Climate change intensifies drought: New York Times shares a thoughtful article on how the relationship between climate change and the California drought.

What’s the most interesting green tip, recipe, or idea you’ve learned recently?

Green Washing at the Green Festival

As soon as I heard about DC’s Green Festival held this weekend, I set out to scour its webpage for more information. Touted as “America’s Largest and Longest Running Sustainability and Green Living Event,” I decided right away that this was an event I must attend.


Boy was I in for a rude awakening when I learned moments upon arriving that this wasn’t at all what I’d expect a “green festival” to be.

Immediately as I entered the registration area, some interesting-looking furniture caught my eye.

Unsure whether these chairs were a piece of modern art or held a more practical purpose, I took a closer look at the information post. These chairs were made from recycled materials like coaxial cable and zip ties. Fabulous use of creativity and repurposing, I thought. Then I read on. The cost per piece? $5,000! $5,000 for something that’s made out of discarded materials—I was shocked! Surely the average green-festival attendee couldn’t afford to outfit a room with furniture created from trash.

Frustrated but undeterred, my friend M(who graciously agreed to tag along with me) and I entered the festival. The very first “exhibit” we noticed was a BMW placed at the center of the hall. I wondered out loud: how exactly does a BMW contribute to a sustainable living festival?

Flipping through the event guide I found my answer. The Green Festival’s Platinum, Gold and Green sponsors (top donors) consist of Audi, Volkswagen, BMW and Ford. Coincidence? I think not! It dawned on me then—this “green festival” that was supposedly about “making ‘greener’ practical” was actually a thinly-veiled attempt at green-washing the worst offenders of global climate change: the automobile industry. It would have been one thing had these companies sponsored the event and discussed practical tips on reducing our reliance on cars. Instead, though, the hall was abound with raffles to win a car, opportunities to test drive one locally, and even lease one on the spot.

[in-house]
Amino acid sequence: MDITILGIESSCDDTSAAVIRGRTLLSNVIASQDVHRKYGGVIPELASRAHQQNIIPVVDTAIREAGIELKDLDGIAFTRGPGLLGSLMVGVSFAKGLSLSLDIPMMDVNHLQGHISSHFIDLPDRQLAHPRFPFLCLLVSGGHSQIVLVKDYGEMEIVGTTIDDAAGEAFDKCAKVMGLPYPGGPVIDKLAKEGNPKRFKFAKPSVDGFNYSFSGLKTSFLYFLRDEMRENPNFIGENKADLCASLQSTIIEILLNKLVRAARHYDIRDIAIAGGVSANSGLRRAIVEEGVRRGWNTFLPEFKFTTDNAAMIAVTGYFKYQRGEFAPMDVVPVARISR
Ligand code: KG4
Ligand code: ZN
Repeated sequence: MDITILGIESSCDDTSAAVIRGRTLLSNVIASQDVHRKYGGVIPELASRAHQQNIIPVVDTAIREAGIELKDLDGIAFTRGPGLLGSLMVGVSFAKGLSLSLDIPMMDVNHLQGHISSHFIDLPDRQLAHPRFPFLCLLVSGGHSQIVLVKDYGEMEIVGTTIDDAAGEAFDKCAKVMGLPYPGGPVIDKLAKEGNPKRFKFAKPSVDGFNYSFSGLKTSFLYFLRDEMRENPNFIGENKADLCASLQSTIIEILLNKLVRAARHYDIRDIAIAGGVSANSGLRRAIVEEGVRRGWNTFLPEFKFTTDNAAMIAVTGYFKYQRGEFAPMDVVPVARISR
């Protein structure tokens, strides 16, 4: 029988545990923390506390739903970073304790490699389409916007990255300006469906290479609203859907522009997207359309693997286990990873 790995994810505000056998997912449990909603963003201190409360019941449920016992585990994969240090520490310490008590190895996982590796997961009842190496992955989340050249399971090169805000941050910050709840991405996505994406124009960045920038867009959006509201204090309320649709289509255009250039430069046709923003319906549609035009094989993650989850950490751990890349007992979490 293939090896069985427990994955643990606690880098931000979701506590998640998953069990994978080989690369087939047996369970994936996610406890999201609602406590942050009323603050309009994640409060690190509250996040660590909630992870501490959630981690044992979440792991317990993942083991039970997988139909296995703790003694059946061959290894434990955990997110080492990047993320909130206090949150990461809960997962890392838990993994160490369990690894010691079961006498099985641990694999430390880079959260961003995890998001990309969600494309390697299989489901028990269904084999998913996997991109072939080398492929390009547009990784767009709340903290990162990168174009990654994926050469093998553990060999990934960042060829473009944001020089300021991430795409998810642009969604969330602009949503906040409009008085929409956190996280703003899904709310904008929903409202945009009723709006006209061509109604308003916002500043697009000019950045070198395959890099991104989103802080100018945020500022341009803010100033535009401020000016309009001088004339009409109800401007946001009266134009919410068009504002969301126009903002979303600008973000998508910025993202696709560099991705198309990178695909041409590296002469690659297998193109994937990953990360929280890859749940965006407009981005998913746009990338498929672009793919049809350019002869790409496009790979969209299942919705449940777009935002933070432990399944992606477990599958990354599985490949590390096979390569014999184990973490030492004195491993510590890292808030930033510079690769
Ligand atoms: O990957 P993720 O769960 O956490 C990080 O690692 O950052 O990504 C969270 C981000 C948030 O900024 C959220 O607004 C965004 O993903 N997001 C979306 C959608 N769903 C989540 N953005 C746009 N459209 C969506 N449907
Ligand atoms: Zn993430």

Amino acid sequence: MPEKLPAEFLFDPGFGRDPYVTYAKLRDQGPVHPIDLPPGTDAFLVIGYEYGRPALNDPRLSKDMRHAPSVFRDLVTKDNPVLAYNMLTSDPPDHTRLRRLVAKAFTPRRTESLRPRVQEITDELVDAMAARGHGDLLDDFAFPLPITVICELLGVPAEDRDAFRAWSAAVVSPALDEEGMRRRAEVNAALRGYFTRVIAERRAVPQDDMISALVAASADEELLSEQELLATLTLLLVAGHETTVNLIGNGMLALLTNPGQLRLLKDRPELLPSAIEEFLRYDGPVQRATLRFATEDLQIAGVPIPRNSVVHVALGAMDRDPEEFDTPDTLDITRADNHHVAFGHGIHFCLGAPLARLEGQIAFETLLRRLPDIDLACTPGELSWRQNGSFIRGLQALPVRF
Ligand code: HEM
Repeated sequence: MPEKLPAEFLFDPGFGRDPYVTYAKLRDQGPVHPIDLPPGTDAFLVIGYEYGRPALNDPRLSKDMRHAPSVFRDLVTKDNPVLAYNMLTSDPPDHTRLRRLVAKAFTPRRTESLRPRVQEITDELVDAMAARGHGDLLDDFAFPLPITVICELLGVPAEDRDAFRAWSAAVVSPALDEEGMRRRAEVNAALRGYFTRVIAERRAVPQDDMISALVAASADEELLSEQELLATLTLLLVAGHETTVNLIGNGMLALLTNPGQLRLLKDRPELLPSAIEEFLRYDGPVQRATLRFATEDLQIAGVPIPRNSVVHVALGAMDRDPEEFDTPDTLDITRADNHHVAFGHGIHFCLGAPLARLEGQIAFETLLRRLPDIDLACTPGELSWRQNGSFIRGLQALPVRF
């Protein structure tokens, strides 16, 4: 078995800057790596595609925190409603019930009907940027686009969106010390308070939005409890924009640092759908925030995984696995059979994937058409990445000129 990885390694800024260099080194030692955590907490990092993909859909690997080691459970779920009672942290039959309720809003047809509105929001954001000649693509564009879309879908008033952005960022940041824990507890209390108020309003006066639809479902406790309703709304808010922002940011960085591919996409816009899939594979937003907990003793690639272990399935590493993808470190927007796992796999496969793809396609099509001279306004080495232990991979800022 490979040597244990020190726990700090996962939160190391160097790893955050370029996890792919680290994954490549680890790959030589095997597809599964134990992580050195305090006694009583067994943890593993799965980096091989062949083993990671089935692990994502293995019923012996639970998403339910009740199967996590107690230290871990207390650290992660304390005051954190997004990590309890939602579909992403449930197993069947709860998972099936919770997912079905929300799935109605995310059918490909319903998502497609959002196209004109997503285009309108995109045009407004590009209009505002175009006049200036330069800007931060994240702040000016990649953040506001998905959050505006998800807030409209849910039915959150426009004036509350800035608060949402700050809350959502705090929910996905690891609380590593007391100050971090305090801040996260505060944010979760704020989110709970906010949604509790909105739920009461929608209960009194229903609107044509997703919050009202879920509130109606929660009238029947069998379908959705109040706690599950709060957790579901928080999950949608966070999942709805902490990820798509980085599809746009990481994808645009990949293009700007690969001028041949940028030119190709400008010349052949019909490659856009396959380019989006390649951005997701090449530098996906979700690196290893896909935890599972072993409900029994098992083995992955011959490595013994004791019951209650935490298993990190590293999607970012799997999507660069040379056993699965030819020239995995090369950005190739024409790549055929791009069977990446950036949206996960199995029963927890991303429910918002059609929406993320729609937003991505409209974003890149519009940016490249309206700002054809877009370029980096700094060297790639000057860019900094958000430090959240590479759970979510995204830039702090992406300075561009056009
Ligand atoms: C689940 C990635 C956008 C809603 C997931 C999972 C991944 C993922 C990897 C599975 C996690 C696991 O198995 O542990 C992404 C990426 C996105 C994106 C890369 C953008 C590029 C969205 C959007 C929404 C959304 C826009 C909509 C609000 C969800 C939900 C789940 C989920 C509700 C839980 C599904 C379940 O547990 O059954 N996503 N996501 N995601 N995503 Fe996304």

This festival was ultimately a platform for all sorts of firms to sell products that were at best tangential to green living, and at worst, antithetical to a sustainable lifestyle. Green living doesn’t mean purchasing earrings made from upcycled glass bottles for $35. Nor does it mean using a credit card made from bio-degradable materials.

Overall, I was disappointed majorly by DC’s Green Festival. Sure the cooking demonstration by vegan celebrity chef Leslie Durso and the vegetarian food court featuring local eateries were nice touches. But these additions seemed more like an after though than a mainstay of the 3-day event.

Poor Leslie stood a cumbersome several feet above her cooking table, which was poorly equipped with a barely-functional hot plate. The lack of a camera over her work area left her audience in the dark and unable to visually follow along. Luckily she had the foresight to begin heating the water at the beginning of her demo so that it might come to a boil an hour later, at the conclusion of her show. Leslie did the best she could but clearly the organizers of the event had little interest in promoting one of the most powerful and effective lifestyle changes one can make to truly live green—eating a plant-based diet.

I had imagined much more from a Green Festival but perhaps that was my fault. Afterall, they were indeed successful in creating “the ultimate marketplace” to entice visitors in opening their wallets to spend a lot of our hard-earned green.